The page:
I'm gonna say a resolution number because that's the way people come to talk during General Convention: A049. That doesn't really say anything. Title of that was "I will bless you and you will be a blessing." More specifically it was the "same-sex blessing" ritual. Our Chruch has, for the last triennium, for the last three years, been working to develop a liturgy and a rite that the Church could authorize--not compel--but authorize for Bishops and clergy who felt called to be pastoral witnesses to people in their parishes who are gay, lesbian, bisexual, transgender, and who are in couples that wish to have their life-long convents blessed and recognized by the Church. The resolution that brought that liturgy into being passed in the House of Deputies by more than 75% in both the lay order and the clergy order. The vote in the House of Bishops was 111 in favor, 41 against, with 3 abstentions. I was present in the rooms for both of those deabtes and votes. One-by-one the bishops' names were called and they were asked to respond with their vote. It was a holy moment.

This church has, for so long--some objected that this was moving too quickly, this new denominational resource, this new liturgical witness to blessings was moving to quickly. But, in fact, it has been since 1976 that the Episcopal Church has had a statement proclaiming that LGBT children of god "have a full and equal claim...upon the love, acceptance, and pastoral concern of the Church." And since that day, for more than 35 years, we have been wrestling and wrangling and wringing our hands and wondering together about what does it mean to become a truly radically welcoming place, a place where we truly live into our greeting that the signs proclaim, "The Episcopal Church welcomes you." Do we, really? We want to, and we have been trying to. And now we have taken a step toward radical welcome, radical hospitality and inclusion of all our brothers and sisters in Christ.

At General Convention, anyone who has any kind of standing can testify on legislation.  So I put my name on a list. I put my name on a list to testify in favor of A049--the innocuously labeled resolution. And I want to share with you a piece of the testimony I declared in the presence of the packed ballroom. This was a place that was filled to the brim, standing room only, for people wanting to be part of this conversation. There was a speaker from the Diocese of Central Florida, a rector, who spoke at one point, saying that she worried about passing this resolution and authorizing these liturgies because she feared that Christians in Muslim countries would become victims of violence becasue of what Christians in the United States were doing. It was a bizarre argument. I tried to figure out what she was saying, but I and many other people had great difficulty. I opened my comments by responding to her:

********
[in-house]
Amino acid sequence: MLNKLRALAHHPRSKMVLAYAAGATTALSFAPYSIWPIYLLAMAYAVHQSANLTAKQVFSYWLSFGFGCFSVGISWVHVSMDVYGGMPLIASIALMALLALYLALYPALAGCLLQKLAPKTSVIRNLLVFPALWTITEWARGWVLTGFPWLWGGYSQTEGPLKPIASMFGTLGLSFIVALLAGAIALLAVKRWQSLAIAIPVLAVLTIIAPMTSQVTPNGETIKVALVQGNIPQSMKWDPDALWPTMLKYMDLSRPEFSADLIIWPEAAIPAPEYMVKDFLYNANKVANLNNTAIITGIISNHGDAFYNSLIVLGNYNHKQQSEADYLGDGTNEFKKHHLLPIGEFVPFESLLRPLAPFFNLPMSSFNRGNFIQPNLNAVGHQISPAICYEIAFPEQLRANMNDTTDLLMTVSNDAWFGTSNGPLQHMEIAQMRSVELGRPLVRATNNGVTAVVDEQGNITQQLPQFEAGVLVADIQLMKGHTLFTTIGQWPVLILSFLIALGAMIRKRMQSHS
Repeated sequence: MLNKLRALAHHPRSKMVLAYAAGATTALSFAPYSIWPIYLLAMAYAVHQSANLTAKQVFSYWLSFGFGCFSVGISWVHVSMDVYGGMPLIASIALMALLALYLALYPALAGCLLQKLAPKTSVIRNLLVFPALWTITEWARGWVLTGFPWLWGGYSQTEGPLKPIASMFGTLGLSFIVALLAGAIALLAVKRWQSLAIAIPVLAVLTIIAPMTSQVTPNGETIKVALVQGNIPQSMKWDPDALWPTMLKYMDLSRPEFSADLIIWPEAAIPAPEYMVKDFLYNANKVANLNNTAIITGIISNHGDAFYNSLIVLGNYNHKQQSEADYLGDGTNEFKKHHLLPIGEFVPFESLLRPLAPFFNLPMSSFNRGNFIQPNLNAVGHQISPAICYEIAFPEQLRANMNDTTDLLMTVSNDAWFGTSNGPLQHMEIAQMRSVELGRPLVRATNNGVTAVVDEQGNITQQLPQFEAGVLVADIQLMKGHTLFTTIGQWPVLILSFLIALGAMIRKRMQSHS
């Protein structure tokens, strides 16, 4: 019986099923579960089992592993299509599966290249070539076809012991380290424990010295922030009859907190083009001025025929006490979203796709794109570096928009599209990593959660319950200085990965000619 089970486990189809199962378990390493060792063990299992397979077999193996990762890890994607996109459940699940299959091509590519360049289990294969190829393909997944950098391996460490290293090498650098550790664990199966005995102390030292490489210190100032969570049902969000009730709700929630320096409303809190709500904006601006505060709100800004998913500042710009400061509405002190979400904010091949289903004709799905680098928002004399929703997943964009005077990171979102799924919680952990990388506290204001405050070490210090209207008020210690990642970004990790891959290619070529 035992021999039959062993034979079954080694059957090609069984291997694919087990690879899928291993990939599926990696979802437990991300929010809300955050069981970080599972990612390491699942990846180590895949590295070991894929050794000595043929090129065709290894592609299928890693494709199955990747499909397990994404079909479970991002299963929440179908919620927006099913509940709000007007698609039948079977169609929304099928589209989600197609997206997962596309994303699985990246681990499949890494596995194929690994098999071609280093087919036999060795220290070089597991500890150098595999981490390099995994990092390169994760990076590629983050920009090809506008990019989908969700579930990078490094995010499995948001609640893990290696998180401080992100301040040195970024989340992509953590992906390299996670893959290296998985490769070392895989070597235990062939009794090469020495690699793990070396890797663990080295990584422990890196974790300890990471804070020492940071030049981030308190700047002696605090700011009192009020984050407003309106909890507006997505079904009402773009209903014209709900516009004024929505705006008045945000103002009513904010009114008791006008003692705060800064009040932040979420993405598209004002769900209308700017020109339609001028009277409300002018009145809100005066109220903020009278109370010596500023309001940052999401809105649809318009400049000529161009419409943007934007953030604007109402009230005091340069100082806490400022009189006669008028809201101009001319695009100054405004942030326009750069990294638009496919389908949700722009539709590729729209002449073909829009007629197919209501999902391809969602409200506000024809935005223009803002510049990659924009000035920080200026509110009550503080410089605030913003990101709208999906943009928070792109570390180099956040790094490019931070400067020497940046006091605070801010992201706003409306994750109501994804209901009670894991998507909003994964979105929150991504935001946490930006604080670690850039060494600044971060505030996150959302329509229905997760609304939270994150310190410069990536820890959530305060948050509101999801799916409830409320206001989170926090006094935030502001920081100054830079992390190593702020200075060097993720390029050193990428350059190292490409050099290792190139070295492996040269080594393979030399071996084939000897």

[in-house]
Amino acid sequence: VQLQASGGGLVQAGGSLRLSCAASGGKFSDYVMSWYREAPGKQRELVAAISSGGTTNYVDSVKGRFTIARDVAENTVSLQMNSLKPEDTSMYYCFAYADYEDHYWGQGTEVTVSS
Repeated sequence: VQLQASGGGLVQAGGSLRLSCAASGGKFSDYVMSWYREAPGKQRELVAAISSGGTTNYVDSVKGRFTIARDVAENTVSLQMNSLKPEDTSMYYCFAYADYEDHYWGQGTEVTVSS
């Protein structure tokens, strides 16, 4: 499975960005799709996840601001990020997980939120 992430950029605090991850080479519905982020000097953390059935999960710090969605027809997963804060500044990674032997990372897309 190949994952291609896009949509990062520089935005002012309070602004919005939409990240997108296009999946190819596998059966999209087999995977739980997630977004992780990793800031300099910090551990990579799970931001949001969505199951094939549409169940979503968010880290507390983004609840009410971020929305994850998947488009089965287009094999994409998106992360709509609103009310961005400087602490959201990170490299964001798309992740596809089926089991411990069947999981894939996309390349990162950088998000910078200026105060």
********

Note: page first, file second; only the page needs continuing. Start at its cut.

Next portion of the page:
"I great you with peace and grace. When beliefs create a culture of death, a culture that makes suicide seem like an option preferable to life, beliefs need to change. In response to the testimony from one speaker from Central Florida about the fear of Christian deaths in other countries if this resolution were passed, people are already dying.  People, LGBT youth, LGBT couples are dying and being killed  because of the beliefs operative in this culture about LGBT folks.

"Our holy scriptures contain both God's story unfolding in the world as well as the prejudices of our ancient ancestors in faith.

"Christ's program of peace through nonviolent justice stood in stark contrast to the Roman Empire's program of peace through violent conquest. Compulsory heterosexuality is today's Roman Empire of sexual ideology; it seeks peace through a violence that compels conformity or death. The kingdom of God offers the hope of something different. The resurrection message of Jesus, that we have the power to redeem life in the midst of death, provides me with hope and holds out the promise of a world transformed and healed by a justice that includes abundant life, not bare life, for all."

So those were some of the words I shared with that committee and the folks gathered to consider what is right and appropriate for us to do in this context. Another speaker from Tanzania, the only person-of-color to testify to this resolution, had come from Africa, and his words were these: In your context, in the Episcopal, United States context, this move makes perfect sense. Do not let your brothers and sisters in other parts of the Anglican Communion hold you up. In your context, this makes perfect sense. And that is something I find really compelling about Anglican worship, which is that it is something that happens int he vernacular of the people, it is something unfolds in a conversation and context. And we have been having this conversation for so long. It was time to move forward, and we did.